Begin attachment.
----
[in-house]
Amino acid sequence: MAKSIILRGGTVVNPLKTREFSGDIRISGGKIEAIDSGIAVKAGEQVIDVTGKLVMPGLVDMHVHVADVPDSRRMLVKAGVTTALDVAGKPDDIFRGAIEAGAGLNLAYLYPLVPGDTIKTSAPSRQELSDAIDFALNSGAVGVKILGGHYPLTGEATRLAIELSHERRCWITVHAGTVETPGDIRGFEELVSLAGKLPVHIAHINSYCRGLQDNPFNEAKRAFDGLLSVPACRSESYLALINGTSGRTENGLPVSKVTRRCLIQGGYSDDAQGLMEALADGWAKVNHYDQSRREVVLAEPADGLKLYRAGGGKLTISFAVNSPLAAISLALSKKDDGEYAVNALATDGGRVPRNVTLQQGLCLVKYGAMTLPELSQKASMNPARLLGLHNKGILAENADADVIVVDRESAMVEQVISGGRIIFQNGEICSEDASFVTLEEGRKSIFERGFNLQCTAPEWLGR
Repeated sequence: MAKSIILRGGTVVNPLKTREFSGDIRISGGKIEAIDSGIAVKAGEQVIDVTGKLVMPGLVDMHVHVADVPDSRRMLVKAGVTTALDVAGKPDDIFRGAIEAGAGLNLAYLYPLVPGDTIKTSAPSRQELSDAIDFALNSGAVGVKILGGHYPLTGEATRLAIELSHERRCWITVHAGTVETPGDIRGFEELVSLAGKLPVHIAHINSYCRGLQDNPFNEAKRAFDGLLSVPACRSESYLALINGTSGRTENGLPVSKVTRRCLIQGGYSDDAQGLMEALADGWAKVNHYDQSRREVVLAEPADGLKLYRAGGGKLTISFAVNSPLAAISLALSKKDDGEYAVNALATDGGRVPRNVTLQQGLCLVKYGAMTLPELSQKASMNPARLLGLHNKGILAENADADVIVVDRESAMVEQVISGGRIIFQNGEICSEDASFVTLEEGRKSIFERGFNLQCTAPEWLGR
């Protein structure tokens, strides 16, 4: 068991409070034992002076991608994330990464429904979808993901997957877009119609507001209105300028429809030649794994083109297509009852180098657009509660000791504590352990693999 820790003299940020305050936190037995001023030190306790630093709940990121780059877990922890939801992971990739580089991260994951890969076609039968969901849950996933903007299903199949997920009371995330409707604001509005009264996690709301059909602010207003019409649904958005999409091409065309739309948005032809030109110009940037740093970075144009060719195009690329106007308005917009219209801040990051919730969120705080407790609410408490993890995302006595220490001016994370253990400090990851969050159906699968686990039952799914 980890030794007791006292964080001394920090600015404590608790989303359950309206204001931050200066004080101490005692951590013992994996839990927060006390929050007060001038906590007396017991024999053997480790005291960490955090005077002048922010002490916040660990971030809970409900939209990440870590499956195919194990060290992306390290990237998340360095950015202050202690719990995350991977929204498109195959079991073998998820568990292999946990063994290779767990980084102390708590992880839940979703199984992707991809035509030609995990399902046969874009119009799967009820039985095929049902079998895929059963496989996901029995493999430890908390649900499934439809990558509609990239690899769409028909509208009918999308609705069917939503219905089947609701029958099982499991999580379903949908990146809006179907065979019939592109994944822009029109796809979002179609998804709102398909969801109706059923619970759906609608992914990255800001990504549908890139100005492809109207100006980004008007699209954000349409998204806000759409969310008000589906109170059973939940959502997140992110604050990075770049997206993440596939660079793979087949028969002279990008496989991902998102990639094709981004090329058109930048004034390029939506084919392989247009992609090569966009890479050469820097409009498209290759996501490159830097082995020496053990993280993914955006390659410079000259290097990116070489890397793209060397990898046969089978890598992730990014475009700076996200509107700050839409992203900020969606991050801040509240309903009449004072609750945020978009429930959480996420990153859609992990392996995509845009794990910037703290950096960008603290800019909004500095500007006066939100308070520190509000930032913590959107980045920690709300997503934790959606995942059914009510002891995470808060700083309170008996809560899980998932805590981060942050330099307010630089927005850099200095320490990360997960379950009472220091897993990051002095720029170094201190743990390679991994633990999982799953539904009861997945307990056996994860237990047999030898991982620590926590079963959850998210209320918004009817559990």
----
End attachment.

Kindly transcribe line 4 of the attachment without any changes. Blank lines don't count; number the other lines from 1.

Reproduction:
């Protein structure tokens, strides 16, 4: 068991409070034992002076991608994330990464429904979808993901997957877009119609507001209105300028429809030649794994083109297509009852180098657009509660000791504590352990693999 820790003299940020305050936190037995001023030190306790630093709940990121780059877990922890939801992971990739580089991260994951890969076609039968969901849950996933903007299903199949997920009371995330409707604001509005009264996690709301059909602010207003019409649904958005999409091409065309739309948005032809030109110009940037740093970075144009060719195009690329106007308005917009219209801040990051919730969120705080407790609410408490993890995302006595220490001016994370253990400090990851969050159906699968686990039952799914 980890030794007791006292964080001394920090600015404590608790989303359950309206204001931050200066004080101490005692951590013992994996839990927060006390929050007060001038906590007396017991024999053997480790005291960490955090005077002048922010002490916040660990971030809970409900939209990440870590499956195919194990060290992306390290990237998340360095950015202050202690719990995350991977929204498109195959079991073998998820568990292999946990063994290779767990980084102390708590992880839940979703199984992707991809035509030609995990399902046969874009119009799967009820039985095929049902079998895929059963496989996901029995493999430890908390649900499934439809990558509609990239690899769409028909509208009918999308609705069917939503219905089947609701029958099982499991999580379903949908990146809006179907065979019939592109994944822009029109796809979002179609998804709102398909969801109706059923619970759906609608992914990255800001990504549908890139100005492809109207100006980004008007699209954000349409998204806000759409969310008000589906109170059973939940959502997140992110604050990075770049997206993440596939660079793979087949028969002279990008496989991902998102990639094709981004090329058109930048004034390029939506084919392989247009992609090569966009890479050469820097409009498209290759996501490159830097082995020496053990993280993914955006390659410079000259290097990116070489890397793209060397990898046969089978890598992730990014475009700076996200509107700050839409992203900020969606991050801040509240309903009449004072609750945020978009429930959480996420990153859609992990392996995509845009794990910037703290950096960008603290800019909004500095500007006066939100308070520190509000930032913590959107980045920690709300997503934790959606995942059914009510002891995470808060700083309170008996809560899980998932805590981060942050330099307010630089927005850099200095320490990360997960379950009472220091897993990051002095720029170094201190743990390679991994633990999982799953539904009861997945307990056996994860237990047999030898991982620590926590079963959850998210209320918004009817559990």